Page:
A fault-tolerant distributed channel allocation scheme for cellular networks

Jianchang Yang, Qiangfeng Jiang, D. Manivannan, Mukesh Singhal

Research output: Contribution to journalArticlepeer-review

42 Scopus citations


In cellular networks, it is vital to allocate communication channels efficiently because the bandwidth allocated for cellular communication is limited. If channels are statically allocated, as is the case in current cellular networks, a cell may run out of channels when a large number of mobile hosts move to the cell. To overcome this problem, dynamic channel allocation approaches have been proposed. Under dynamic channel allocation, channels are allocated to cells on demand, thus increasing channel utilization. Such channel allocation approaches fall under two categories namely, centralized and distributed. Centralized approaches are neither scalable nor reliable, while distributed approaches have the potential to be both reliable and scalable. In the distributed approaches, a mobile service station is responsible for allocating channels to mobile hosts in the same cell. In cellular networks, mobile service stations may fail. In addition, the network may encounter intermittent network congestion and/or link failures. It is desirable for a channel allocation algorithm to work well, even in the presence of network congestion, link failures, and/or mobile service station failures. In this paper, we present a distributed dynamic channel allocation scheme for cellular networks that is fault-tolerant. Our approach can tolerate the failure of mobile service stations, link failure, and network congestion, and make efficient reuse of channels. We also provide results of the performance evaluation of our algorithm.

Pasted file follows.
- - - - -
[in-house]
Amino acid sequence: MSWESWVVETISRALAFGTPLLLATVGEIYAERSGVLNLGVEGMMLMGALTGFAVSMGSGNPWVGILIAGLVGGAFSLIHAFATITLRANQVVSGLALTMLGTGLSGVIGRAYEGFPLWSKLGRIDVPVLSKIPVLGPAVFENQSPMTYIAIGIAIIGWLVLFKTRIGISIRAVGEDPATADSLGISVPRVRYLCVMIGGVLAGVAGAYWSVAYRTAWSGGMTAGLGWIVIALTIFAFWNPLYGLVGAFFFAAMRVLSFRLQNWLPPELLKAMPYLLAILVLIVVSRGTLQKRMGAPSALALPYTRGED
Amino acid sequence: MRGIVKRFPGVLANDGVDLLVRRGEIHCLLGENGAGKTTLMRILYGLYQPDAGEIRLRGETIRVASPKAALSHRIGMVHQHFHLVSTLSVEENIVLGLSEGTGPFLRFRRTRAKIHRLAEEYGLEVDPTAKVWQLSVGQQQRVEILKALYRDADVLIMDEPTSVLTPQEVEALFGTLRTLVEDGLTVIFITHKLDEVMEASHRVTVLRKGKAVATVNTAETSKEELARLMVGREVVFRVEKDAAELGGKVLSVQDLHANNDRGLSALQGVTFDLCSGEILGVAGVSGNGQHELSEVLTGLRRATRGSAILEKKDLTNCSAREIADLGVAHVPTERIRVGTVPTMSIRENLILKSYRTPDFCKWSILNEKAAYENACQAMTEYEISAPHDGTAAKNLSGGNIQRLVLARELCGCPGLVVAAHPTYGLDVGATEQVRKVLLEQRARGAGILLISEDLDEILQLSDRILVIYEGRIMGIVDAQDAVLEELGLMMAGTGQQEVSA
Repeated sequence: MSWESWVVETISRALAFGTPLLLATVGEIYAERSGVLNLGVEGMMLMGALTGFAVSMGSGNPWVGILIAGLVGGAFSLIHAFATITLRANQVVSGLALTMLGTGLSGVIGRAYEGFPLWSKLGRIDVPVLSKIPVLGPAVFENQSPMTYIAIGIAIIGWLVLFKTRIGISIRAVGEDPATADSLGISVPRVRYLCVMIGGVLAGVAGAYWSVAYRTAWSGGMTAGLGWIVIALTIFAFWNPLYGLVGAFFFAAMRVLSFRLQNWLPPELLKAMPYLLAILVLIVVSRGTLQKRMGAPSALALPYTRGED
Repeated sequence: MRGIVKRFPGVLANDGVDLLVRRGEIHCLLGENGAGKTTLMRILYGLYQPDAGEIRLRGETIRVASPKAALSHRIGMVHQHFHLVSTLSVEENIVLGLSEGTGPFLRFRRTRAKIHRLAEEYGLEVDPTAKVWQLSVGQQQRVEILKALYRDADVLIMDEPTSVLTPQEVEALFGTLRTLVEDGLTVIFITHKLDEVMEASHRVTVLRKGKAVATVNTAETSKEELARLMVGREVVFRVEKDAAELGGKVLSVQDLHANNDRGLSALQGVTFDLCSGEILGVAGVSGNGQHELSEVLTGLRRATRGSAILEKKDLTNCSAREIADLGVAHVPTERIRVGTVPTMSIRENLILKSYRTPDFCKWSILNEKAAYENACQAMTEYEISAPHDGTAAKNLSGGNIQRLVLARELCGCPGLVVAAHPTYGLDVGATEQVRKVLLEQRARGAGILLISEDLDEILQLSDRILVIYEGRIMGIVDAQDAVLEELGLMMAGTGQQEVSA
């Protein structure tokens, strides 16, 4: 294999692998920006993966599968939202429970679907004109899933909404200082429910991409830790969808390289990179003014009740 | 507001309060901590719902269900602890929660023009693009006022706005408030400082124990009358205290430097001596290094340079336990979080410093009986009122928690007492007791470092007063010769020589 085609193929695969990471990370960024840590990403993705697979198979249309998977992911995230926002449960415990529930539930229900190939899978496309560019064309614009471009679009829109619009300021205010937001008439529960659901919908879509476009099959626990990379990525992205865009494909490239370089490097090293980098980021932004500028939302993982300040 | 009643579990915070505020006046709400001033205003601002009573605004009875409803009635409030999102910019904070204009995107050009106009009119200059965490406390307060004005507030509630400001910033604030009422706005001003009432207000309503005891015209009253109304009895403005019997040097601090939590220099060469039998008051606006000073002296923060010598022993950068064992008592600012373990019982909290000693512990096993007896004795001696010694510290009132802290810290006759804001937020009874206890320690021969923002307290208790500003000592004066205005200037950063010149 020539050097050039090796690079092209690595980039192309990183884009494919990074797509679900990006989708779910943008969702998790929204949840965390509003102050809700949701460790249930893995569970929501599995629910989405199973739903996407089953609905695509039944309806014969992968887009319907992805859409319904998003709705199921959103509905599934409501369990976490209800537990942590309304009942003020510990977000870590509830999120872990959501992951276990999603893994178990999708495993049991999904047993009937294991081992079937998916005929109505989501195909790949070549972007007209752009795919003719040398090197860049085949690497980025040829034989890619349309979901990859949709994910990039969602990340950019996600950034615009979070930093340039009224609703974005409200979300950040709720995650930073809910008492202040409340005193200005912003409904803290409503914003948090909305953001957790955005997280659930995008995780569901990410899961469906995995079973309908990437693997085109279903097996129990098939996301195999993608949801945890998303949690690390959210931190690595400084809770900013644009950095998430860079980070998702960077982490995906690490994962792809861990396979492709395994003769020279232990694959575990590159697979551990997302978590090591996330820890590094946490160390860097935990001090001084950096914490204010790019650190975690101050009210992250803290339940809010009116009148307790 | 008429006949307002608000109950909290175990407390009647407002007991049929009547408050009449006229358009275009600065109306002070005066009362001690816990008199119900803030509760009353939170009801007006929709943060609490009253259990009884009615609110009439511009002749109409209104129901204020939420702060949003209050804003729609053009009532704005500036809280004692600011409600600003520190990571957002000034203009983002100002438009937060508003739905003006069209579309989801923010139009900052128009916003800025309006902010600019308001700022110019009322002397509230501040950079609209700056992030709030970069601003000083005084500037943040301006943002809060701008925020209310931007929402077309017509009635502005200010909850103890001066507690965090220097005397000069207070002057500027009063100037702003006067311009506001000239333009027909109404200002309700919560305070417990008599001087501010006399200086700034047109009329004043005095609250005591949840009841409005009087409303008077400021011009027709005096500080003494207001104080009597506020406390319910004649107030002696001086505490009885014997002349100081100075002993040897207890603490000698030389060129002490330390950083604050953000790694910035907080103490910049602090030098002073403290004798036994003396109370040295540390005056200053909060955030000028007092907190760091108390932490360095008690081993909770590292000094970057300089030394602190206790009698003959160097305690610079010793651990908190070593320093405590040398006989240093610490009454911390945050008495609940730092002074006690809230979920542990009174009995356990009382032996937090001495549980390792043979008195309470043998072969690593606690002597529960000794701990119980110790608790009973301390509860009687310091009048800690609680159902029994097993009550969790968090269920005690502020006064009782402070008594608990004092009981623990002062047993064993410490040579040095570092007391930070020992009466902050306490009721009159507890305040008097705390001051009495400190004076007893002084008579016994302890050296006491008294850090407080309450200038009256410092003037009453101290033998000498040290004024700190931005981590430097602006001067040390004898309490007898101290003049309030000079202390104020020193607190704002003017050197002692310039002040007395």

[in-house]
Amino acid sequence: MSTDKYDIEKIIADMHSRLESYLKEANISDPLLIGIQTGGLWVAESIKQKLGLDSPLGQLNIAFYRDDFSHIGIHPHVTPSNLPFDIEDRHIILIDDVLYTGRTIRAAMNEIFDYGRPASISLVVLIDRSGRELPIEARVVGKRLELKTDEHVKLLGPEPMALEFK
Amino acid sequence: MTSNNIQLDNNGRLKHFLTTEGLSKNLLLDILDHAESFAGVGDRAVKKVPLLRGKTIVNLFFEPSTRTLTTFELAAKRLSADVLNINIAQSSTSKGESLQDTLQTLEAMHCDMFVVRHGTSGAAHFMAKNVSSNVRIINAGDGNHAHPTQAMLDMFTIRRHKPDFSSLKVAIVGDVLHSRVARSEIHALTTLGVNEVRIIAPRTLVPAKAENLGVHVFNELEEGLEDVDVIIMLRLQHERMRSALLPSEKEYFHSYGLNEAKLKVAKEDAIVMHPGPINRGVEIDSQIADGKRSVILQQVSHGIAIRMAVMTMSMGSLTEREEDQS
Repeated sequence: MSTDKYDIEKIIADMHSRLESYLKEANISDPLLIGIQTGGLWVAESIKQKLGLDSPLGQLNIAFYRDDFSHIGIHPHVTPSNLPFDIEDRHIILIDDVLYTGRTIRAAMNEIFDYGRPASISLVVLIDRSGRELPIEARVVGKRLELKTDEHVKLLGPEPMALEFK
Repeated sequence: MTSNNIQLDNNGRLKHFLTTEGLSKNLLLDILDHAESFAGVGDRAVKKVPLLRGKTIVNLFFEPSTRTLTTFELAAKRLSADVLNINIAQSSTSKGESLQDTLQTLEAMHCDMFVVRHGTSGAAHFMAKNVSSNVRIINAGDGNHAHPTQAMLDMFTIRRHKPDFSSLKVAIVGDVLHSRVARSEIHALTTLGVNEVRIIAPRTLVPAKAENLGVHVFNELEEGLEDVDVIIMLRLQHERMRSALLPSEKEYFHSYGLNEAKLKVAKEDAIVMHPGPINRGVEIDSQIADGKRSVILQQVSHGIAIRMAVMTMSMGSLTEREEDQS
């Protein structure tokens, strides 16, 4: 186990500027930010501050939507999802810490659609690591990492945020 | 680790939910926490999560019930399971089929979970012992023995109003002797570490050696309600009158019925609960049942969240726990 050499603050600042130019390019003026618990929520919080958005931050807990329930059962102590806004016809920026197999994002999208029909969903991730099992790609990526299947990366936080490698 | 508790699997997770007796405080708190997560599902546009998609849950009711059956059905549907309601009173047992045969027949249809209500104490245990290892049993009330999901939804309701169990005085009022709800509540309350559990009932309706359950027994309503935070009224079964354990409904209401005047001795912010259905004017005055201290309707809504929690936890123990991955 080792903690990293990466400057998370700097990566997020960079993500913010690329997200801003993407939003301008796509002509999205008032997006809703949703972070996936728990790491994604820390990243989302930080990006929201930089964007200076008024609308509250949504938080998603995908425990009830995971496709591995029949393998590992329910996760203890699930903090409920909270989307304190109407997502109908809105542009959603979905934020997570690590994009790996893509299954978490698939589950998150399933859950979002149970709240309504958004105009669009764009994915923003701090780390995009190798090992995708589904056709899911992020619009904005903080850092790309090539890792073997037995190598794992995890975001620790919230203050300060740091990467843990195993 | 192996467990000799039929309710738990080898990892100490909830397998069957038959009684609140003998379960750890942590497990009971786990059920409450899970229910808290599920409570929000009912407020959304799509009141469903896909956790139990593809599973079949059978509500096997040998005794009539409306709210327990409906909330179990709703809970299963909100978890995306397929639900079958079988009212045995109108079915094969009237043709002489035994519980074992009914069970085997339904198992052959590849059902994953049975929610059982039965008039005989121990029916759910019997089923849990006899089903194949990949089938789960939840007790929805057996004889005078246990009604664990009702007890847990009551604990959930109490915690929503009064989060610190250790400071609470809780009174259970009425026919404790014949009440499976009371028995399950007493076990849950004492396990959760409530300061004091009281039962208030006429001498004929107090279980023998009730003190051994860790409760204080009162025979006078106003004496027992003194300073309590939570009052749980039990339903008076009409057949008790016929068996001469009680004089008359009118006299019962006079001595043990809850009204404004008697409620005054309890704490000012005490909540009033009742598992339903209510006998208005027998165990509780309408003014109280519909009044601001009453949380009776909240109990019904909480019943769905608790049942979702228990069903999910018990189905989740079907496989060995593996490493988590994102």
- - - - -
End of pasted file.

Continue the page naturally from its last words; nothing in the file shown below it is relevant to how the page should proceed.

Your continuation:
Original languageEnglish
Pages (from-to)616-629
Number of pages14
JournalIEEE Transactions on Computers
Issue number5
StatePublished - May 2005

Bibliographical note

Funding Information:
The authors thank the editor and the reviewers for many constructive comments which helped greatly in improving the content and organization of the paper. This material is based upon work supported by the US National Science Foundation under CAREER Award Grant No. #CCR-9983584 and Grant No. #IIS-0324836.


  • Cellular communication
  • Cellular networks
  • Distributed channel allocation
  • Fault tolerance

ASJC Scopus subject areas

  • Software
  • Theoretical Computer Science
  • Hardware and Architecture
  • Computational Theory and Mathematics


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